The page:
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Medial Olecranon Fossa Impingement Elbow Pain Physiotherapy

Medial olecranon fossa impingement is a type of elbow injury caused by compression and damage to the soft tissues or cartilage.

It is typically characterized by:

  • Pain
  • Tenderness
  • Swelling
  • Stiffness
  • Limited mobility and
  • Loss of strength in the elbow

Medial olecranon fossa impingement is also known as:

  • Pitcher’s elbow
  • Postero-medial elbow impingement
  • Posterior elbow impingement
  • Valgus extension overload syndrome

This type of injury is common in athletes and people who excessively use their elbow for throwing, punching, and similar forceful movements. If not treated on time, pain due to olecranon fossa impingement can gradually develop into more serious problems like bony spurs.

In this article, we provide a detailed overview of what medial olecranon fossa is and how it can become impinged. We discuss the symptoms and treatment for this condition and explore how physiotherapy can provide lasting relief from pain.

What Is Medial Olecranon Fossa Impingement

Medial olecranon fossa impingement refers to the impaction of the olecranon fossa at the back of the elbow.

The olecranon fossa is a broad and deep triangular depression in the distal end of the humerus, just above the trochlea. The primary function of this recessed bone is to receive the tip of the ulna in the olecranon process during the extension of the forearm.In other words, the olecranon fossa allows the olecranon to sit safely when the elbow is extended.

If the olecranon head gets jammed into the fossa due to any reason, that becomes what is known as medial olecranon fossa impingement.

The condition can be hard to identify at first, especially when the damage occurs due to repetitive motion over a period of time. Unfortunately, bone spurs can easily develop with fossa impingement, which can further aggravate pain. In some cases, it can also lead to soft tissue degeneration, which can severely affect your ability to move and use both your elbow and forearm.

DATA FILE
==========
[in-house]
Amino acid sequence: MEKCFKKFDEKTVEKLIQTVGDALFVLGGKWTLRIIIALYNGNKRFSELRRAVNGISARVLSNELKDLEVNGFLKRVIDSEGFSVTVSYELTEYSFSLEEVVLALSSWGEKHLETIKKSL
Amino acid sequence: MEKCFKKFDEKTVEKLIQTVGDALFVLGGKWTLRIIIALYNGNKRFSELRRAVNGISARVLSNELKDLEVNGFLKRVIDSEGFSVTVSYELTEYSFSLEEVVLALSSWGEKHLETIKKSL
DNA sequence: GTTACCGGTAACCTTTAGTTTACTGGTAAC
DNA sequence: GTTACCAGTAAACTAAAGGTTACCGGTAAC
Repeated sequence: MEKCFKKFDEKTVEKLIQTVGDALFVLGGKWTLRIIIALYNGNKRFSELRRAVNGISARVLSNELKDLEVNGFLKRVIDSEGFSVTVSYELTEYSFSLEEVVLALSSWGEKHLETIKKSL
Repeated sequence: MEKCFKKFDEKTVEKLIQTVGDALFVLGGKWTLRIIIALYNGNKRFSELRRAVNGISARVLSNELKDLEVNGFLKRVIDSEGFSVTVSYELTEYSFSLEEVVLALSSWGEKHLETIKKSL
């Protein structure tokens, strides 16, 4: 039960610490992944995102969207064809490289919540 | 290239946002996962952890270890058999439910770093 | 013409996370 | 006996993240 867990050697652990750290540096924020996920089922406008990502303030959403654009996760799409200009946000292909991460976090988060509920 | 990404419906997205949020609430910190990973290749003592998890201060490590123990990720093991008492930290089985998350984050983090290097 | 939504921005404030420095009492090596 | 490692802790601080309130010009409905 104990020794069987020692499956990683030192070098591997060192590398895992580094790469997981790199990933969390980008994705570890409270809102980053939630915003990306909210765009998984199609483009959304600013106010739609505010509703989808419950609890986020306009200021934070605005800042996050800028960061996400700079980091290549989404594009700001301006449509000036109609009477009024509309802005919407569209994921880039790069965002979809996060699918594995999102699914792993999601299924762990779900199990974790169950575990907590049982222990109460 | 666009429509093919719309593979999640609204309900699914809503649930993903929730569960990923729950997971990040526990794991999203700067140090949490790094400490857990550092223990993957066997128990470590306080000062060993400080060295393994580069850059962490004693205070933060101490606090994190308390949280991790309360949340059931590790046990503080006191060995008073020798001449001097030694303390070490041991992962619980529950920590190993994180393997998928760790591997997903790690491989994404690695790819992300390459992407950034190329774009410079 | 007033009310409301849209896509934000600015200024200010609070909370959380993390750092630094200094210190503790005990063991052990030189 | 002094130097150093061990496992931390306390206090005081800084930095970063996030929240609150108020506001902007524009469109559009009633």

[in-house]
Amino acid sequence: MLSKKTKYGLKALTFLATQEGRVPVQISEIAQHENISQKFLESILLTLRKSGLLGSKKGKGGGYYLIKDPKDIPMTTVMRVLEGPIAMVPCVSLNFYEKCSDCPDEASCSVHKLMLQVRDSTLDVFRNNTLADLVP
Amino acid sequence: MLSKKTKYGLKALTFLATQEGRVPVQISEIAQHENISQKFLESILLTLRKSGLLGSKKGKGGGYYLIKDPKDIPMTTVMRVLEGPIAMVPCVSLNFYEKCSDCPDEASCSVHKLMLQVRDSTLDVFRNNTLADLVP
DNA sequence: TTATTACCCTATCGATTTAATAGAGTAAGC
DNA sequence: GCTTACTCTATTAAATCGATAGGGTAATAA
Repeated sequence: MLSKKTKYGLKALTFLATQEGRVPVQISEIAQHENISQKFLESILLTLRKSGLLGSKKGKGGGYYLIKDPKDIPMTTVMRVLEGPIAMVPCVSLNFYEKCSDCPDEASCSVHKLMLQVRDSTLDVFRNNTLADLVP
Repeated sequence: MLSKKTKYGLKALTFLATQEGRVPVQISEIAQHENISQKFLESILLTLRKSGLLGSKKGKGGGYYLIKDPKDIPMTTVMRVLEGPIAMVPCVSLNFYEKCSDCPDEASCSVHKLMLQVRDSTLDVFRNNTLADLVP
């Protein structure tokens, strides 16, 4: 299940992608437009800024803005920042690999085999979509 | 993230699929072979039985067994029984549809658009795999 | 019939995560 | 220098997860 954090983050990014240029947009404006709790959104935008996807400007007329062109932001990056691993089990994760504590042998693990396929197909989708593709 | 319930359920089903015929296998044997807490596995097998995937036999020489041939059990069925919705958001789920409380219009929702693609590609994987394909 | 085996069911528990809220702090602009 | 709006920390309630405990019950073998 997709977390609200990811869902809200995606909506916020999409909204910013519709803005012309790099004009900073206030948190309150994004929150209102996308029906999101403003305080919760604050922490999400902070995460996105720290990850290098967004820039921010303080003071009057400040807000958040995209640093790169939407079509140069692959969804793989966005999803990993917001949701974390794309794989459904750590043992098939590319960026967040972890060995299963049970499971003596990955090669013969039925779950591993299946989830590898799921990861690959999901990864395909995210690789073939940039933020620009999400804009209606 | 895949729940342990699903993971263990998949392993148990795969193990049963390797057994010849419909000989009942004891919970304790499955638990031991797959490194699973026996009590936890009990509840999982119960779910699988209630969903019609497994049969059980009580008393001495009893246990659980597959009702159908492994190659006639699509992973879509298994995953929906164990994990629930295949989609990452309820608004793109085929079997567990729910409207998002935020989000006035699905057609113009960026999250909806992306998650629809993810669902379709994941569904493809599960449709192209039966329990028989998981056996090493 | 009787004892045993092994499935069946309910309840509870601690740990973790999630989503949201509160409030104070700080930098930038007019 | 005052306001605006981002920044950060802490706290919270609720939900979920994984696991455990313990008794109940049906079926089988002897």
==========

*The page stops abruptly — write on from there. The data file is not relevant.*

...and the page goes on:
Patients with medial olecranon fossa impingement generally present with a complaint of pain and joint instability during elbow flexion. Athletes, including tennis players, baseball pitchers, and javelin throwers, are prone to olecranon fossa impingement. Otherwise, the condition is rare in the general population.

If you experience discomfort performing overhead motions, such as playing basketball or find it painful to fully straighten your elbow, you mighthave an impinged olecranon fossa.

What Causes Medial Olecranon Fossa Impingement

Fossa impingement generally occurs when a sideways (valgus) force is applied to the muscles in the arm while the elbow joint is locked – i.e. in an extended position.

This is typical in contact sports, such as rugby. For example, when blocking at the line of scrimmage, players often have their hands outstretched against the opponent. If the opponent delivers a valgus blow in an attempt to break free, it can easily impinge the other player’s elbow.

Other factors that can cause your olecranon fossa to become impacted include:

  • Falling with your arms extended in front
  • Pushing a heavy piece of furniture, e.g. a bookshelf, across the floor
  • Overtraining at the gym, especially with workouts involving push-ups, chest press, bench dips, and similar exercises 
  • History of closely related elbow conditions, such as olecranon bursitis or carpal tunnel syndrome
  • Having a medical problem like arthritis or Paget’s disease

Symptoms of Medial Olecranon Fossa Impingement

The typical symptom of olecranon fossa impingement is pain or tenderness at the outer side of the elbow.

The elbow pain and ache can be persistent, although in early stages, it’s usually felt only when throwing or serving in racket sports at full speed.

Joint stiffness might develop and experienced over the passage of time.

Patients with an impinged olecranon fossa also experience difficulty in straightening the affected arm. Depending on the extent of injury and how deeply the fossa has been impacted, there might be a loss of strength in the upper arm as well.

At later stages, it can lead to locking and catching of the elbow.

Who Is At Risk of Medial Olecranon Fossa Impingement?

  • All throwing athletes, including volleyball and basketball players, are at high risk of olecranon fossa impingement.
  • People who frequently partake in activities like swimming also have a high chance of impinging their olecranon fossa at some point or another.
  • Weightlifters are prone to impingement of the fossa as the tensile strength built up in the forearm muscles tends to push the olecranon head farther into the fossa.